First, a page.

3. In Universal Security Ins. Co. v. Lowery, 257 Ga. 363 (359 SE2d 898, the Supreme Court affirmed this court's literal reading of OCGA 33-7-11 (b) (2). Reading the statute literally once more, we find that on its face it requires only corroboration by an eyewitness, regardless whether the witness is an interested party, of the " 'description by the claimant of how the occurrence occurred.' " Universal, supra. In this case there exist both an interested party witness and a disinterested third-party witness who can establish how the accident occurred.
The sole question remaining for resolution is whether by a combination of her pleadings and testimony by way of deposition, appellant Christine Crews did provide an adequate description within the meaning of OCGA 33-7-11 (b) (2).
Following the pattern of logic displayed in both Universal, supra, and Hoffman, supra, we find that if the legislature had intended that, as a condition precedent to recovery under an uninsured motorist endorsement, a plaintiff must have been able to tender in open court her own eyewitness testimony establishing the requisite causal connection between the John Doe driver and the accident, "it could have so specified." Universal, supra at 364.
Further, we do not believe that the legislature intended to create a rule which would arbitrarily preclude coverage, for example, of a victim injured so rapidly or so severely she could not testify as to how the occurrence happened, regardless of the number of competent witnesses available to testify as to the actual involvement of a John Doe driver and his phantom automobile.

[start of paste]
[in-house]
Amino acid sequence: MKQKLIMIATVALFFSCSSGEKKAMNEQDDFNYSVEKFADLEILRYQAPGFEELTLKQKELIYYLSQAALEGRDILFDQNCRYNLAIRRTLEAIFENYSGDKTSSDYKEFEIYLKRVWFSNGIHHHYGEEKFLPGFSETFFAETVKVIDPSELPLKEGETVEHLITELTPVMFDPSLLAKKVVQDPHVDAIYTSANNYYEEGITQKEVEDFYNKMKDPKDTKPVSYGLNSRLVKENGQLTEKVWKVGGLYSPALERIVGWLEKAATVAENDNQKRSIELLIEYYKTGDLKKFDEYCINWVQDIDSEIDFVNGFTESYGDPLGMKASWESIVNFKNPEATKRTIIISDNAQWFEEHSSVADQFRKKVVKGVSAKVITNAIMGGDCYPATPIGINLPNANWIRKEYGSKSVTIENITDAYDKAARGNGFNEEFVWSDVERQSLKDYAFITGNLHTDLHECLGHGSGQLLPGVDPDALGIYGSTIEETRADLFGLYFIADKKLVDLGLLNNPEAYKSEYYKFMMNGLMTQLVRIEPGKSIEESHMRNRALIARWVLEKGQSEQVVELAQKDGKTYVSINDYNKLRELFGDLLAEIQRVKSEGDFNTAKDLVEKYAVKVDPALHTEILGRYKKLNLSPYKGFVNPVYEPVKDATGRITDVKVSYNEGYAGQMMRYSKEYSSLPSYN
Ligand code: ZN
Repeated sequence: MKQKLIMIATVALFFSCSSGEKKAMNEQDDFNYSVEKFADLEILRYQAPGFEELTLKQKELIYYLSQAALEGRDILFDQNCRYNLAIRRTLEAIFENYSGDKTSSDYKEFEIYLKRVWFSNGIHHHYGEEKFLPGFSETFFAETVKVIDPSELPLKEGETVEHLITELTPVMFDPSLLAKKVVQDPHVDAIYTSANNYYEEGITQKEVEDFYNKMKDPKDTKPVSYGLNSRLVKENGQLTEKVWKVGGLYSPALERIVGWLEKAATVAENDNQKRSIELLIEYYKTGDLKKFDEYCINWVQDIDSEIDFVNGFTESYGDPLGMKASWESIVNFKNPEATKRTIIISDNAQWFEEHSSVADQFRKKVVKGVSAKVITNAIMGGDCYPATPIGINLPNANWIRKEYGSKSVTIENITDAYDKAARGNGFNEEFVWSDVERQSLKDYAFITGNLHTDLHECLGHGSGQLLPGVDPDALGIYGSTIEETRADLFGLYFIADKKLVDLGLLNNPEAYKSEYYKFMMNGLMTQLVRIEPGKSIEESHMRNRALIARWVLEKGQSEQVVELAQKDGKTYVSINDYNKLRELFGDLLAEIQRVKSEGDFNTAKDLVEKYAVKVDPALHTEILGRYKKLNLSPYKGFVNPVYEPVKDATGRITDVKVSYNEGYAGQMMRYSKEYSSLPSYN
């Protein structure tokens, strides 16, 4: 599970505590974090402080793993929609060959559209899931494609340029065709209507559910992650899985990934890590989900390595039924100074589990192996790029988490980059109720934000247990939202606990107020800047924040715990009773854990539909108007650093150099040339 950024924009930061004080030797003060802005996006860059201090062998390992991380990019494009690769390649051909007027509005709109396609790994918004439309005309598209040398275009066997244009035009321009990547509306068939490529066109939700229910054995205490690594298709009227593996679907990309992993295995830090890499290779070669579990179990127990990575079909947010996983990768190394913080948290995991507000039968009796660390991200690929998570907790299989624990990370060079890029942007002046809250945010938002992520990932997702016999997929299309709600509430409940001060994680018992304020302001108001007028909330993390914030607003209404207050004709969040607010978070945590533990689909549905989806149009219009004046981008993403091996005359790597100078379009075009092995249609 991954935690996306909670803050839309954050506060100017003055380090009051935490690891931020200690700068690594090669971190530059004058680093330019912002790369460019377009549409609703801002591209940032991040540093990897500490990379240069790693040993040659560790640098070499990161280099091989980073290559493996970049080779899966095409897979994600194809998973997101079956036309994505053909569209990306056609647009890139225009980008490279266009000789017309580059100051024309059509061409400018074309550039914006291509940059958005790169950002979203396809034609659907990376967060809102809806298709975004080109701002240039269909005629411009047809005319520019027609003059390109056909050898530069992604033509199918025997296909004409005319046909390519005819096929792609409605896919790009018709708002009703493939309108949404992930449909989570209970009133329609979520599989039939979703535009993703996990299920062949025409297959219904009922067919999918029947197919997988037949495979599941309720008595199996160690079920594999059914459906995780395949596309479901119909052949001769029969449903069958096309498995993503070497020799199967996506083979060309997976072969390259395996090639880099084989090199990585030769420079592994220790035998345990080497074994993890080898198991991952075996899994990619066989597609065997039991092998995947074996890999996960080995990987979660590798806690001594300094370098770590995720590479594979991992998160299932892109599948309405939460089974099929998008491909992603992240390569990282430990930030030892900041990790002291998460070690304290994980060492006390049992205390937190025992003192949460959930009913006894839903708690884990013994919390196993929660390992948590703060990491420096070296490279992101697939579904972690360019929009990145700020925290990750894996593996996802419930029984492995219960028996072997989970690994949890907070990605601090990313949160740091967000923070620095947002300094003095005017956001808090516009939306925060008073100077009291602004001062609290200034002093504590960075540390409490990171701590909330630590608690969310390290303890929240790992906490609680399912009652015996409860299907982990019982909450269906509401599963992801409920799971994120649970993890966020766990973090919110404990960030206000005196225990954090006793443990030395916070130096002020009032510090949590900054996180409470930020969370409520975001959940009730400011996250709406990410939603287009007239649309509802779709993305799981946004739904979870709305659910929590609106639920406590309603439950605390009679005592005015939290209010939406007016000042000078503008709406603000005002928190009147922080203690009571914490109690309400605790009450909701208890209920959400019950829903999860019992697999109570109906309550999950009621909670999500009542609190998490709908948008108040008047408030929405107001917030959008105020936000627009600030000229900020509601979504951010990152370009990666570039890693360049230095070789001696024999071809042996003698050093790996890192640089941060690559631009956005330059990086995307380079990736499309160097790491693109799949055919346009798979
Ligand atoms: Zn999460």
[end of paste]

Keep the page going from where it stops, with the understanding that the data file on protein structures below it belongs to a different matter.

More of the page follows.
Rather, we find that it was the intent of the legislature to create a reasonable rule which would reduce the possibility of fraudulent claims where the phantom vehicle did not cause actual physical contact, while still allowing an innocent automobile victim "coverage for accidents caused by unknown motorists where the unknown motorist vehicle does not physically contact the insured's vehicle," but where the claimant's assertions of a phantom vehicle could be corroborated by an eyewitness. See Ga. L. 1983, supra; OCGA 1-3-1 (a).
"In all interpretations of statutes, the ordinary signification shall be applied to all words, except words of art or words connected with a particular trade or subject matter. . . ." OCGA 1-3-1 (b). The word "description" neither is a word of art nor of any particular trade or subject matter significance. A "description" is "a statement, account, or picture in words that describes; descriptive representation; the act or method of describing." Webster's Encyclopedic Unabridged Dictionary (1989 ed.).
Interpreting OCGA 33-7-11 (b) by applying the standard definition of the term "description," we are satisfied that the appellees/plaintiffs in this case have at least substantially complied with the requirements of OCGA 33-7-11 (b), within the meaning of OCGA 1-3-1 (c), and that accordingly the trial court did not commit error as enumerated.
Moreover, appellants have elected not to specify for inclusion in the record answers to interrogatories tendered by appellees, which included appellees' description of the disinterested third party witness. Without access to these documents this court cannot determine whether appellees were in fact in total, rather than substantial, compliance with OCGA 33-7-11 (b) (2). When a portion of the record is not before this court which is necessary for our determination of one or more of the appellate issues raised, an affirmance as to those issues must result. See Addis v. Spain, 225 Ga. 609 (170 SE2d 585); Smith v. Smith, 223 Ga. 795 (2) (158 SE2d 679).
Edgar L. Crossett III, Michael L. Wetzel & Associates, Michael L. Wetzel, for appellees.
Chambers, Mabry, McClelland & Brooks, James T. Budd, Murray, Temple & Dinges, William D. Strickland, for appellants.
Saturday May 23 15:54 EDT